Lockington's Everyday Fiji ... Life Goes On

Customs Clerks

I did a little inquiry and found that students who graduated with diplomas in Customs from FNU that have found jobs are getting paid $3,000 to $5,000 p.a. What a shocker. Because of their inexperience and there are many of them around they simply sign the Customs entry done by the company clerk who has no diploma but 15 to 20 years experience.

The Customs entry or Single Administrative Document (SAD) is a legal document and is very important. The person authorised to sign this document should be competent and a person of substance. He or she is getting paid such a low wage yet the job being done is classified as high priority. This person liaises with Customs officers at the Long Room and they deal on  a very high level. The Customs officer is well paid, gets many perks yet his or her counterpart over the counter earns peanuts.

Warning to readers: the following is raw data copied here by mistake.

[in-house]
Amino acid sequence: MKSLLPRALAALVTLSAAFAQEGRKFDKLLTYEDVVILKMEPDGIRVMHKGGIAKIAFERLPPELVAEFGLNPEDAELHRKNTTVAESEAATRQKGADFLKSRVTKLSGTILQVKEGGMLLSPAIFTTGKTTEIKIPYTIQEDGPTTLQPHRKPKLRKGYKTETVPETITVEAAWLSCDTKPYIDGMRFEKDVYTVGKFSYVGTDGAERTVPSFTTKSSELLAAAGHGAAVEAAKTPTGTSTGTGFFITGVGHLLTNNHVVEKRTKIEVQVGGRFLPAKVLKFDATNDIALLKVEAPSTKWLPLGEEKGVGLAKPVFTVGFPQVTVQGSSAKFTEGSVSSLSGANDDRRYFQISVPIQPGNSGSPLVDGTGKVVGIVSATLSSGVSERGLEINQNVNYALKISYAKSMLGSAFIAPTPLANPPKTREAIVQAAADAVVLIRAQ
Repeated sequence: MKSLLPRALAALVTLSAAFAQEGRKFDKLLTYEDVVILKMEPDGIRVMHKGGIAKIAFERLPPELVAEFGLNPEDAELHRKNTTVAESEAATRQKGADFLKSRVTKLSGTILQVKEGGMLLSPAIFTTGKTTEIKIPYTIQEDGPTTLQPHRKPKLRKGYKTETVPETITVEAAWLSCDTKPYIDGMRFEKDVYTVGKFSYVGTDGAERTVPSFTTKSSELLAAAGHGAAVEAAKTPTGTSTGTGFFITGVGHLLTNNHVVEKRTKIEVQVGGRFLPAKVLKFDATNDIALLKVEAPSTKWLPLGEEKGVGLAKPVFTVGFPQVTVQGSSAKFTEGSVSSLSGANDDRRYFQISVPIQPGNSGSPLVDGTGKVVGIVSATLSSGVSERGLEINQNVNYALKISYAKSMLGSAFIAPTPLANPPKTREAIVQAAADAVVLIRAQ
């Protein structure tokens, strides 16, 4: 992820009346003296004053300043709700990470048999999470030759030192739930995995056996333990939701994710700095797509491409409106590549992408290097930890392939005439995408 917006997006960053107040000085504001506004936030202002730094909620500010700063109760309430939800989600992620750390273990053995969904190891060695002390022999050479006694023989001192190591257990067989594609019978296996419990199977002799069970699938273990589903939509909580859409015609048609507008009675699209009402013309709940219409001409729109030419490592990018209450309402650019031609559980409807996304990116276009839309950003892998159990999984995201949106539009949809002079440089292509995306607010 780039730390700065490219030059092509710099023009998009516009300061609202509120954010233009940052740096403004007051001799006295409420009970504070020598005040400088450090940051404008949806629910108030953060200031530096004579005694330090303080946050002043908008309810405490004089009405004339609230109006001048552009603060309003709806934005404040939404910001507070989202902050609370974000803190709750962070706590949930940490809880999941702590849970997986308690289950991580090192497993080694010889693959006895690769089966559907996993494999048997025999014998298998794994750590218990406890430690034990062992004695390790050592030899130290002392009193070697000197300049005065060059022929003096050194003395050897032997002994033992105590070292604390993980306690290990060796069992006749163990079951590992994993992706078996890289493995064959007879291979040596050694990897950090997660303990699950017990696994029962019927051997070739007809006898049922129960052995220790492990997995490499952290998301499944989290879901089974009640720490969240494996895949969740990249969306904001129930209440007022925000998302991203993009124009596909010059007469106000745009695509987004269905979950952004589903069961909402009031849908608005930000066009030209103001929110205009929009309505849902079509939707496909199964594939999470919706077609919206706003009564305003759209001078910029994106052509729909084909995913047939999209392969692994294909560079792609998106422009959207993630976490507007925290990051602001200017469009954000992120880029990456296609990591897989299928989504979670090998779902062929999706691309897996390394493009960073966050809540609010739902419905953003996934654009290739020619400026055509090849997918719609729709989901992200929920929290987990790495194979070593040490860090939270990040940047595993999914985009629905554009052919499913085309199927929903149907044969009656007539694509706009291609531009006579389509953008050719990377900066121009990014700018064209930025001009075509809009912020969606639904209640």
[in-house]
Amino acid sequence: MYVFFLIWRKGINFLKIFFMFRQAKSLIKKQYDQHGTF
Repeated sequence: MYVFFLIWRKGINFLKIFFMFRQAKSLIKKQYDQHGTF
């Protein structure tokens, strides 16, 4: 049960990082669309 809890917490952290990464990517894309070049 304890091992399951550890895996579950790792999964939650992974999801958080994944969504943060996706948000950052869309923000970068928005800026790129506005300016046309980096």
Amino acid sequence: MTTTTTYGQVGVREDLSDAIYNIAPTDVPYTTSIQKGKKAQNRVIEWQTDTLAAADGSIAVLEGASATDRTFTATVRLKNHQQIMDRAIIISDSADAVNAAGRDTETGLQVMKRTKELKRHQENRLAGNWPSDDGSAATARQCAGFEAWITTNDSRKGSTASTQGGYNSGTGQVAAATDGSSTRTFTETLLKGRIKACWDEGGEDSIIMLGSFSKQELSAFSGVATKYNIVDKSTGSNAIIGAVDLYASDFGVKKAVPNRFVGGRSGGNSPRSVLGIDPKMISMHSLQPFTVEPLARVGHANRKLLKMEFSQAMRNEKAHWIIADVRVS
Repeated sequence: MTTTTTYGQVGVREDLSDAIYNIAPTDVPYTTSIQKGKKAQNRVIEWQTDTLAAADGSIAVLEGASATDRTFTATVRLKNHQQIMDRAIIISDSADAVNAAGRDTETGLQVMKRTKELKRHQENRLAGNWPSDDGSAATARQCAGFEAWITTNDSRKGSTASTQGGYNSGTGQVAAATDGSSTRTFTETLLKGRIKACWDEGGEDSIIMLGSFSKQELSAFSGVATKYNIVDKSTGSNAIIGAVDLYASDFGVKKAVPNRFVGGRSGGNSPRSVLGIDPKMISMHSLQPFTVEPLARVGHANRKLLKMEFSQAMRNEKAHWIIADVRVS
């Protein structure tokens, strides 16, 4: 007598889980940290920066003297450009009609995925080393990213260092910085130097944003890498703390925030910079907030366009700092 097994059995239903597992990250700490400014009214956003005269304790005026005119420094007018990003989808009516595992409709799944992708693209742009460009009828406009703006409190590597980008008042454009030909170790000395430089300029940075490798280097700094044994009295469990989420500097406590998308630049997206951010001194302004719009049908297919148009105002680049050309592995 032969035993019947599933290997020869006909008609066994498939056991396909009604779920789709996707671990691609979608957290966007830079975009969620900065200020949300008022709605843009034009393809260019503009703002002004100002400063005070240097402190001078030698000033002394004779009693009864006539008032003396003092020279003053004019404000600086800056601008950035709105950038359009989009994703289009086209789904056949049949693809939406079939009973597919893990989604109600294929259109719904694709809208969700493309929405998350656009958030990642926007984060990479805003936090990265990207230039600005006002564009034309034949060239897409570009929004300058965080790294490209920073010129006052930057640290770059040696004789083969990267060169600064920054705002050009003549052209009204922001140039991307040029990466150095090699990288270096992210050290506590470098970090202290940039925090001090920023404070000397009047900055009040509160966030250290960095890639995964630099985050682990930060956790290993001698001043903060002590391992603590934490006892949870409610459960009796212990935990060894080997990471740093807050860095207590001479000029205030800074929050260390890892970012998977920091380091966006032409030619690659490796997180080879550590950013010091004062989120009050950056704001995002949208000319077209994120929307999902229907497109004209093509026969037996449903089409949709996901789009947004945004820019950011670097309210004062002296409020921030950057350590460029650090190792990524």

It is time to lift the standard of the Customs clerks pay, this can be done together with FNU if they lift the quality of the curriculum of the Customs course.  Sadly I see some of the people holding Diplomas in Customs manning front desks, or are doing other menial jobs in Customs Brokers offices, some even making tea. Someone said that at least they have a job - I say - is it fair?

Customs clerks in Australia and New Zealand are highly qualified, revered and earn around $60,000 to $100,000 p.a.

Market Fiji

I have a suggestion to all sporting bodies, business delegations, religious delegations, and other groups going overseas. How about taking a few cartons of Fiji water to quench your thirst with. No doubt there will be photo sessions that will go on to the Internet and the world wide web.

And if you are holding a bottle in your hand, you will be doing some marketing while you do your own thing.

How about the Fiji 7s team, can they use Fiji water to quench their thirst and of course the pictures will be televised all over the world.

And remember the slogan - the best water in the world!

Allen Lockington is a self-employed customs agent and business consultant who has regular articles published in Fiji. I thank Allen for permission to reprint some of them in this political blog. They remind us that life goes on, whatever the political situation. And it's good to know that.


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